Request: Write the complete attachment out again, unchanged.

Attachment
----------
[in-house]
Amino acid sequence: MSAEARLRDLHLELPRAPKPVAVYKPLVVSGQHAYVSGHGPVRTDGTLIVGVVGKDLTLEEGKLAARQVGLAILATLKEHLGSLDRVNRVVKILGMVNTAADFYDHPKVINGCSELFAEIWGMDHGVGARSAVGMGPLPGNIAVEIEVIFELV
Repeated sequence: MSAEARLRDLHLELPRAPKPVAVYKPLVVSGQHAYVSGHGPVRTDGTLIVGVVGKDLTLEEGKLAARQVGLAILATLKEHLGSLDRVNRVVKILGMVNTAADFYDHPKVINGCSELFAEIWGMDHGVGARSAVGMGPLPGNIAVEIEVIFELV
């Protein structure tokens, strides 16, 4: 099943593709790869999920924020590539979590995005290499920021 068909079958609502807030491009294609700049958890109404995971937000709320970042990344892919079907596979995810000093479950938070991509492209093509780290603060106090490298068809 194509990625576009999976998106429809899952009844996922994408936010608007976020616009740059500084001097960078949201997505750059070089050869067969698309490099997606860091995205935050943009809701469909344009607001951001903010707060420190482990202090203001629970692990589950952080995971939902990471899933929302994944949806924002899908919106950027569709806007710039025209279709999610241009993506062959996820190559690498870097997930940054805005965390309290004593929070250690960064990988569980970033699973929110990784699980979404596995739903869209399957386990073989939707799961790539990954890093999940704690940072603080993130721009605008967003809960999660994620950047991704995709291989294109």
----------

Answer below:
[in-house]
Amino acid sequence: MSAEARLRDLHLELPRAPKPVAVYKPLVVSGQHAYVSGHGPVRTDGTLIVGVVGKDLTLEEGKLAARQVGLAILATLKEHLGSLDRVNRVVKILGMVNTAADFYDHPKVINGCSELFAEIWGMDHGVGARSAVGMGPLPGNIAVEIEVIFELV
Repeated sequence: MSAEARLRDLHLELPRAPKPVAVYKPLVVSGQHAYVSGHGPVRTDGTLIVGVVGKDLTLEEGKLAARQVGLAILATLKEHLGSLDRVNRVVKILGMVNTAADFYDHPKVINGCSELFAEIWGMDHGVGARSAVGMGPLPGNIAVEIEVIFELV
């Protein structure tokens, strides 16, 4: 099943593709790869999920924020590539979590995005290499920021 068909079958609502807030491009294609700049958890109404995971937000709320970042990344892919079907596979995810000093479950938070991509492209093509780290603060106090490298068809 194509990625576009999976998106429809899952009844996922994408936010608007976020616009740059500084001097960078949201997505750059070089050869067969698309490099997606860091995205935050943009809701469909344009607001951001903010707060420190482990202090203001629970692990589950952080995971939902990471899933929302994944949806924002899908919106950027569709806007710039025209279709999610241009993506062959996820190559690498870097997930940054805005965390309290004593929070250690960064990988569980970033699973929110990784699980979404596995739903869209399957386990073989939707799961790539990954890093999940704690940072603080993130721009605008967003809960999660994620950047991704995709291989294109």